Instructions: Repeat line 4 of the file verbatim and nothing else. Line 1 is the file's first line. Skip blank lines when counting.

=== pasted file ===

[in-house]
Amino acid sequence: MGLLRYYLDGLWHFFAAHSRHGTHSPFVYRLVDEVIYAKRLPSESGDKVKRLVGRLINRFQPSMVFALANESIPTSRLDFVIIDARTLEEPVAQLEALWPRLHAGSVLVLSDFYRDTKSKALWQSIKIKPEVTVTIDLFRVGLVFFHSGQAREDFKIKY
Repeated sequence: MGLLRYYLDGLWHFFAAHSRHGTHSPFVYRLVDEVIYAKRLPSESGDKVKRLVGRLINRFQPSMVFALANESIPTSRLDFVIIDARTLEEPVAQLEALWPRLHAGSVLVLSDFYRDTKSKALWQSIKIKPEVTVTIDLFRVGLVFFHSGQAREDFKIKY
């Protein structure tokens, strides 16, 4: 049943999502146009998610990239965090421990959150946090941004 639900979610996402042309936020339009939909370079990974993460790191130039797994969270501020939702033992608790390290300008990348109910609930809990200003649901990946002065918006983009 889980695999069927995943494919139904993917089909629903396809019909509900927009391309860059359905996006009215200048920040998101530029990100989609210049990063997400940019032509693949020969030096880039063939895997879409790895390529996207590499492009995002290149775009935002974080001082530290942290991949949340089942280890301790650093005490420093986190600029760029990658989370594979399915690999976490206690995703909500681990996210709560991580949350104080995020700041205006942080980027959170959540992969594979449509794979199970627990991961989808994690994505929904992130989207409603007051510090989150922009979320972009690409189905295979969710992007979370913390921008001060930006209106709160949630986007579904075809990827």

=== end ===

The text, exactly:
């Protein structure tokens, strides 16, 4: 049943999502146009998610990239965090421990959150946090941004 639900979610996402042309936020339009939909370079990974993460790191130039797994969270501020939702033992608790390290300008990348109910609930809990200003649901990946002065918006983009 889980695999069927995943494919139904993917089909629903396809019909509900927009391309860059359905996006009215200048920040998101530029990100989609210049990063997400940019032509693949020969030096880039063939895997879409790895390529996207590499492009995002290149775009935002974080001082530290942290991949949340089942280890301790650093005490420093986190600029760029990658989370594979399915690999976490206690995703909500681990996210709560991580949350104080995020700041205006942080980027959170959540992969594979449509794979199970627990991961989808994690994505929904992130989207409603007051510090989150922009979320972009690409189905295979969710992007979370913390921008001060930006209106709160949630986007579904075809990827």